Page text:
Initially, the arbitrators examine the arbitration agreement, which is typically a clause in a broader contract. In this clause two or more parties agree to settle out of court, through arbitration cases, any dispute that arises between them. In other words, the arbitration agreement is a tool that the parties use in order to bring their dispute before the arbitral tribunal. It is important to underline that when the parties choose to add this clause in a contract not only they submit to the jurisdiction of the arbitral tribunal, but at the same time they choose to be excluded from the jurisdiction of state courts. However, this arbitration agreement is not always legally valid and therefore the first duty of an arbitral tribunal is to reach a conclusion whether there is a valid agreement or not. (Art16 of 2735/1999 and Art.23.1 Arbitration Rules of the London Court of International Arbitration). This decision of the arbitrators is crucial for the arbitral tribunal in order to decide if it has jurisdiction to judge a dispute.

This whole “first examination” of the jurisdiction of the arbitral tribunal is also known as “Competence-Competence principle”, a fundamental principle of the modern law of arbitration. Its meaning is that an arbitral tribunal is competent to decide its own competence (Jurisdiction). That principle demands, in turn, that the arbitral tribunal, and not the court, should in the first instance decide the former’s competence. Nevertheless, if the arbitral tribunal falsely decide about the validation of the arbitration agreement, there is the possibility to bring the case before state judges. (Art34 of law). More specifically, after the arbitral tribunal issues an award, the parties have the right -if certain prerequisites have been met- to assert the annulment of this arbitral award by a state court, which in  the case of Greece is the Court of Appeal of the region, in which the arbitral award has been issued. (Art.6.2 2735/1999). Nonetheless, it is vital to mention that when the award of the arbitral tribunal is issued, it is binding upon the parties, produces res judicata effect and is also immediately enforceable (Art 904 Code of Civil Procedure). That means that if the Court of Appeal does not annul the arbitral award, all these aforementioned effects remain in force.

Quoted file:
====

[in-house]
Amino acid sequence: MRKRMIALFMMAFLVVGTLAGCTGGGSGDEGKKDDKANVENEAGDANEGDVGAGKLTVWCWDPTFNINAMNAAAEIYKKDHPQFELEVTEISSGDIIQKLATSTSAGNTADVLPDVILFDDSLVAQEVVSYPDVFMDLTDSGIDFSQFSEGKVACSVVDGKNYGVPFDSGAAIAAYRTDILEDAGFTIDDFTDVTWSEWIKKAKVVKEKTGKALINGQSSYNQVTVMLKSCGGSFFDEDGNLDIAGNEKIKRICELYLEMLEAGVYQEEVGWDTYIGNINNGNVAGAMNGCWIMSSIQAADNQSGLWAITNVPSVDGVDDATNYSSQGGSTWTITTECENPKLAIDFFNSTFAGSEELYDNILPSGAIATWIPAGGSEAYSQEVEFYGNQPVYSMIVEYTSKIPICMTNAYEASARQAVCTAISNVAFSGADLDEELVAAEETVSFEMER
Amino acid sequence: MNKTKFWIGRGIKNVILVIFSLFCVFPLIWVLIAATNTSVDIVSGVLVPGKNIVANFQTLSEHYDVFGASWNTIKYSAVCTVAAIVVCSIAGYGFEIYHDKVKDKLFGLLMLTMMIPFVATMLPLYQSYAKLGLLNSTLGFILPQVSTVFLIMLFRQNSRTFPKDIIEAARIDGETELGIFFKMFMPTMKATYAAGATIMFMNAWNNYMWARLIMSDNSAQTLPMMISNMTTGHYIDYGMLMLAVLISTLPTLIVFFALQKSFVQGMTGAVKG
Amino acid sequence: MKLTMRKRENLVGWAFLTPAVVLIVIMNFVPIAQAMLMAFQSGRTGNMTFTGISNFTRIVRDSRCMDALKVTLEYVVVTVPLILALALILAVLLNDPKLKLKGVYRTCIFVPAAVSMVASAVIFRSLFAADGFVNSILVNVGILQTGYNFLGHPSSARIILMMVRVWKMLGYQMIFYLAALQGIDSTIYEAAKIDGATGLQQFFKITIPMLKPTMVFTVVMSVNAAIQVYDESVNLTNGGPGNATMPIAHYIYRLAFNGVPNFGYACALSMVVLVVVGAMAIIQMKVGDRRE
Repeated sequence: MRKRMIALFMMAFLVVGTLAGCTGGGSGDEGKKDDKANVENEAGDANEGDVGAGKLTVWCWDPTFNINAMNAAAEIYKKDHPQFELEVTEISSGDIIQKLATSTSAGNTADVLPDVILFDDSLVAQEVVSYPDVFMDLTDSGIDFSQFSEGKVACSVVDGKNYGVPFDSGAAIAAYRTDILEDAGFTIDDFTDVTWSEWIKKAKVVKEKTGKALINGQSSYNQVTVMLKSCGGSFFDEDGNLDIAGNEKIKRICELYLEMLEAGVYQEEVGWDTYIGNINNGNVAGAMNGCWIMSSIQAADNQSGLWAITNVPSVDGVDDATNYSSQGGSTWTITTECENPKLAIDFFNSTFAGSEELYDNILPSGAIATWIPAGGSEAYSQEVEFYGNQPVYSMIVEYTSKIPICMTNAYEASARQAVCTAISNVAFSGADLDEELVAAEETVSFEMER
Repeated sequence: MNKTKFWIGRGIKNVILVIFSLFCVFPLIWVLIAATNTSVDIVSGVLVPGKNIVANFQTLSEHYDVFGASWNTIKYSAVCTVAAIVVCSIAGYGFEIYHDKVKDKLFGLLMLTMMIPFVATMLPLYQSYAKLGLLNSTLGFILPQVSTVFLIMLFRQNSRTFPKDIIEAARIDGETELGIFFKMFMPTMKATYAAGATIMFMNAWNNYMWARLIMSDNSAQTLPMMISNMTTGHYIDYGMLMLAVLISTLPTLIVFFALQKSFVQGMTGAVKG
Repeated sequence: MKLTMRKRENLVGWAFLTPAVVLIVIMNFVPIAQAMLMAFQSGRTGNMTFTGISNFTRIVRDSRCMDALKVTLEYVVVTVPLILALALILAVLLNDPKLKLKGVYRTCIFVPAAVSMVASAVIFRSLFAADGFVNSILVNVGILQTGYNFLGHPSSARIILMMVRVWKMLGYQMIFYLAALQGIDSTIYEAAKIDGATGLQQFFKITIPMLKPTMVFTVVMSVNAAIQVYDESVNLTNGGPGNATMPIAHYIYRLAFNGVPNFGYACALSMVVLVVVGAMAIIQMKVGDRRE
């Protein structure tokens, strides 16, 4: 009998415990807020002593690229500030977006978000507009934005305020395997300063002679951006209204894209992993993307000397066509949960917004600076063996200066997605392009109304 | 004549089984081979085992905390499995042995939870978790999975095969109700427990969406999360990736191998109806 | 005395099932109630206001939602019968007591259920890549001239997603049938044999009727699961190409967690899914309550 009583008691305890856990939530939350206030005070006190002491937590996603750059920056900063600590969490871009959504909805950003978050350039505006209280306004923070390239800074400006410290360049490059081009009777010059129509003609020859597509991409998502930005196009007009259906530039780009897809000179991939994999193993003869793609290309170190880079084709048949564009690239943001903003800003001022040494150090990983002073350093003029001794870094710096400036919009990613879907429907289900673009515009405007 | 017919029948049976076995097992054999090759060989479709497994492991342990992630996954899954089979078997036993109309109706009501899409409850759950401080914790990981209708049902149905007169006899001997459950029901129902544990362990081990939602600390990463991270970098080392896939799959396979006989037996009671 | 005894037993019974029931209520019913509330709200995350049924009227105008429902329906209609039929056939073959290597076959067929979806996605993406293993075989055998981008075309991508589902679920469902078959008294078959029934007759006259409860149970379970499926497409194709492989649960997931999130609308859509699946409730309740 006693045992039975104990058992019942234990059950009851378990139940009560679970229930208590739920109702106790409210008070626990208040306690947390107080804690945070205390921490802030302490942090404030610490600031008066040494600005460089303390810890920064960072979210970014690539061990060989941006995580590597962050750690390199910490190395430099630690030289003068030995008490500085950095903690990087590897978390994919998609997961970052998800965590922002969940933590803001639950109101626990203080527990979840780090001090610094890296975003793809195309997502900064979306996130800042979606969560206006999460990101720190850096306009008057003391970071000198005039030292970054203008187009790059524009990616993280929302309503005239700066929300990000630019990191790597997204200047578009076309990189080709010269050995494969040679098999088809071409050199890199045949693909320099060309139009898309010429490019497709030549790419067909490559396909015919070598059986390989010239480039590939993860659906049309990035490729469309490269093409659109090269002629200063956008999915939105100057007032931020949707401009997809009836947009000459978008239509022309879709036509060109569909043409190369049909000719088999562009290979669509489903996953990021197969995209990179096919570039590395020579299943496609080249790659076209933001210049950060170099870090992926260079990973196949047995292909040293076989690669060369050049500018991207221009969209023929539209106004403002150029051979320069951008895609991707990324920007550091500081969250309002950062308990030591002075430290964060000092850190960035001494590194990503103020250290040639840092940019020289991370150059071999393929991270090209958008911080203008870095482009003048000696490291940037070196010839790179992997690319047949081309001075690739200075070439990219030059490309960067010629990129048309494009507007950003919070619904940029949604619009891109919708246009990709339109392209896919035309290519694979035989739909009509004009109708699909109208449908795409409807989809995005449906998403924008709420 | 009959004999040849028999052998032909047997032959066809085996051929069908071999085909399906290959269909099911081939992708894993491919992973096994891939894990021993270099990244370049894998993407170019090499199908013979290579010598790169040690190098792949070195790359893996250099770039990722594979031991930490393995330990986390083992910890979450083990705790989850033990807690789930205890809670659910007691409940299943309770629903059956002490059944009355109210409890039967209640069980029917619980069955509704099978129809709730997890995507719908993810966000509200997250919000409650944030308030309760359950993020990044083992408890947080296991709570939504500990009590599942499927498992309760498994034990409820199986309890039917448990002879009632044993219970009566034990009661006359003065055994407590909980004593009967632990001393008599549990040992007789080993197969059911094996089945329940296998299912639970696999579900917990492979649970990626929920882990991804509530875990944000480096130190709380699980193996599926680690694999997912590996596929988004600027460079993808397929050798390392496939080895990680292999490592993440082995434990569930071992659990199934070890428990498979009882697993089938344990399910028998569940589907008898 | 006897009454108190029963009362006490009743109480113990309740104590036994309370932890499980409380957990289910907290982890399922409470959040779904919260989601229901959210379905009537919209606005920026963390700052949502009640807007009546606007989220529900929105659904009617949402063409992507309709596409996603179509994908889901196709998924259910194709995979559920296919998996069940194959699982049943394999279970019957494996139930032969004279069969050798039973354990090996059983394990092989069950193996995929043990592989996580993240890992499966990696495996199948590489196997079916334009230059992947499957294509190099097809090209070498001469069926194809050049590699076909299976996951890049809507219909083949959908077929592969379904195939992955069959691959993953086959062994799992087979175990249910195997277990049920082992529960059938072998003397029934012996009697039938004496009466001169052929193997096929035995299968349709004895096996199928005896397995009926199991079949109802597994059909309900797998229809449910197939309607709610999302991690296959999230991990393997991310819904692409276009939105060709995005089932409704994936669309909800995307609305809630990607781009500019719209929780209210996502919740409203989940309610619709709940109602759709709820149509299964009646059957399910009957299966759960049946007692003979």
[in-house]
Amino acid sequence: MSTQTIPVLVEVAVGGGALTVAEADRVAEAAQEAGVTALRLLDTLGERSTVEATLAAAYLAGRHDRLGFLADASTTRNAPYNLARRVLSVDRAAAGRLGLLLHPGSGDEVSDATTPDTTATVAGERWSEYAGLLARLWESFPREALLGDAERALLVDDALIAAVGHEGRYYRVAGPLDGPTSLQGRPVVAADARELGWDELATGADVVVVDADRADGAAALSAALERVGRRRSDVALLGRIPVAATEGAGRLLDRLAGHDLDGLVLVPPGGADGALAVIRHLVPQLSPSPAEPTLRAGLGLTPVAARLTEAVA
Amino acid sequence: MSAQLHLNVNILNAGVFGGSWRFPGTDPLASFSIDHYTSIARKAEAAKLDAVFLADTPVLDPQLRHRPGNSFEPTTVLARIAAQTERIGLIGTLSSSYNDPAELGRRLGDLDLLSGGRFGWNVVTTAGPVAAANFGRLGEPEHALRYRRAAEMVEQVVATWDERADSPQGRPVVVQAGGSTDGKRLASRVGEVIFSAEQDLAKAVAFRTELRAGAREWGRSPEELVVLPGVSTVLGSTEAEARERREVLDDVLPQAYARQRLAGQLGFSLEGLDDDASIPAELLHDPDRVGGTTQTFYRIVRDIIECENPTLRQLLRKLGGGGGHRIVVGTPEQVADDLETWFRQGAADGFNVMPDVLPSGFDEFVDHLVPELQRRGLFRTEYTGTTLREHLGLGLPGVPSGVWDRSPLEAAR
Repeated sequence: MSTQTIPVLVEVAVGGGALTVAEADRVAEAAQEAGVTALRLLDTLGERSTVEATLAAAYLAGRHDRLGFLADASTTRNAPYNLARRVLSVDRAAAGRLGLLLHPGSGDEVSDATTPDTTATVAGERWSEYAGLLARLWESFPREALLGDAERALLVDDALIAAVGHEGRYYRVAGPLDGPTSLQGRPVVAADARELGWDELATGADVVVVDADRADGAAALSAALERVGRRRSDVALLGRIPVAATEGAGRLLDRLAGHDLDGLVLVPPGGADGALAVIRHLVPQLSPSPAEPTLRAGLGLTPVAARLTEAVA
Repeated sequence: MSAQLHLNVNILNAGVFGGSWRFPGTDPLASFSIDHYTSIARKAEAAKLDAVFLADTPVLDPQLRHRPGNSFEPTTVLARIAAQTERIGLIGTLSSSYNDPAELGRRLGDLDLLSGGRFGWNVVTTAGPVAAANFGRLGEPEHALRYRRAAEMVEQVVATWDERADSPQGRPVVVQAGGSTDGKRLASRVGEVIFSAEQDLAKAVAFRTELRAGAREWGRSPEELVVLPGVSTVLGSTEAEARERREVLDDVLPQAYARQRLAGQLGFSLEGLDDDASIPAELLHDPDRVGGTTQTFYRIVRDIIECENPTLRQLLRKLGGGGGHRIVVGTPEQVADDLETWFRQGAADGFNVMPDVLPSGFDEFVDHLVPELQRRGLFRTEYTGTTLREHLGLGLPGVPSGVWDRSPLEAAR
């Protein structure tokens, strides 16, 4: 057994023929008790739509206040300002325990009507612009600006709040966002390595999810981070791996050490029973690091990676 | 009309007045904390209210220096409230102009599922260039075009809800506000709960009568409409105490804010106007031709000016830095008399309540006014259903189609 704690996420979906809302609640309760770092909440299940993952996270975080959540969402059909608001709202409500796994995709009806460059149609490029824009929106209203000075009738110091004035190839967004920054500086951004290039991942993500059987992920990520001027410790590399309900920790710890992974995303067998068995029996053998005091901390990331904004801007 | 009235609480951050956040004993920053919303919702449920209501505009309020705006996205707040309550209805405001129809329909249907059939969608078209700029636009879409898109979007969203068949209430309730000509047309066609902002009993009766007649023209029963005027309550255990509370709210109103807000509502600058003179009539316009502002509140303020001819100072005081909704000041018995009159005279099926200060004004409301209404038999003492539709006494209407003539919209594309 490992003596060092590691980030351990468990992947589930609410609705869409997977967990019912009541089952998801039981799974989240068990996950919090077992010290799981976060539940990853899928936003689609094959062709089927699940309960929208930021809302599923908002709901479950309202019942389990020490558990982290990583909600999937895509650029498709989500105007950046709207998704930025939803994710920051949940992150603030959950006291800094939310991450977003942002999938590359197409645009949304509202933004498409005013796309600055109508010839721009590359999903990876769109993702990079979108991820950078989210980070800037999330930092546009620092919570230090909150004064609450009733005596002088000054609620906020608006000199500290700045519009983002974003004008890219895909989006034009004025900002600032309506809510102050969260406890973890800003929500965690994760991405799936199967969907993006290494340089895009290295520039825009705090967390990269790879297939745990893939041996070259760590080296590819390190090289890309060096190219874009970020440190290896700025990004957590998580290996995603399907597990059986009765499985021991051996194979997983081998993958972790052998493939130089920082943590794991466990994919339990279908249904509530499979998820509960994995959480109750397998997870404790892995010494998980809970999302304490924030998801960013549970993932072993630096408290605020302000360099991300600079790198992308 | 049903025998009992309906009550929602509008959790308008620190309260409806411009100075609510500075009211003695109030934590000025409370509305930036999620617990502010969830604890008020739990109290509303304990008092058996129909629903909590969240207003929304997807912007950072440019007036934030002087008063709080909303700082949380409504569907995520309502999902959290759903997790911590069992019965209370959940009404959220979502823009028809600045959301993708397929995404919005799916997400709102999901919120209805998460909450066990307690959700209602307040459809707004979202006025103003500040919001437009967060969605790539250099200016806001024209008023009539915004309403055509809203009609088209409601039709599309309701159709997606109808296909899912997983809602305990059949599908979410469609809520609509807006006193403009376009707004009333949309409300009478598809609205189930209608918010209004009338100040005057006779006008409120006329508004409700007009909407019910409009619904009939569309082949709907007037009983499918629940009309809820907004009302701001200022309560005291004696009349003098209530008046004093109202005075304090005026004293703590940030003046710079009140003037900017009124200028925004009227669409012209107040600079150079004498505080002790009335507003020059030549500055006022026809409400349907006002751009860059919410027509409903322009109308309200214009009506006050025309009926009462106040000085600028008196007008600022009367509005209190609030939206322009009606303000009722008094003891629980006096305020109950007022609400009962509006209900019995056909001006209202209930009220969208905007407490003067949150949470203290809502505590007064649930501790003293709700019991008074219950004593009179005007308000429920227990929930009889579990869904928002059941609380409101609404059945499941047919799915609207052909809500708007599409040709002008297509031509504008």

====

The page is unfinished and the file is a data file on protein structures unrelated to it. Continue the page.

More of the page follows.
In conclusion, domestic and international arbitration have some differences concerning their regulation and their provisions. However, both forms of arbitration serve the same purpose, which is to settle disputes without litigation. Also, both forms judge the dispute by issuing a legally binding award, which is immediately enforceable.


  • Law 2735/1999 International Commercial Arbitration. Available here
  • Code of Civil Procedure (CCP)
  • Kalavros, International Commercial Arbitration, 2019 Sakkoulas



Anastasios - Fotios Tsochatzidis
He comes from Serres and he is an undergraduate student in the 4th year of his studies at the Law School of the Aristotle University of Thessaloniki. He has great experience from scientific conferences of legal interest, simulations of international organizations, Erasmus+ student exchanges and voluntary actions. His favorite topics are issues around commercial and EU law. He speaks English and French. He loves travelling, reading books and swimming.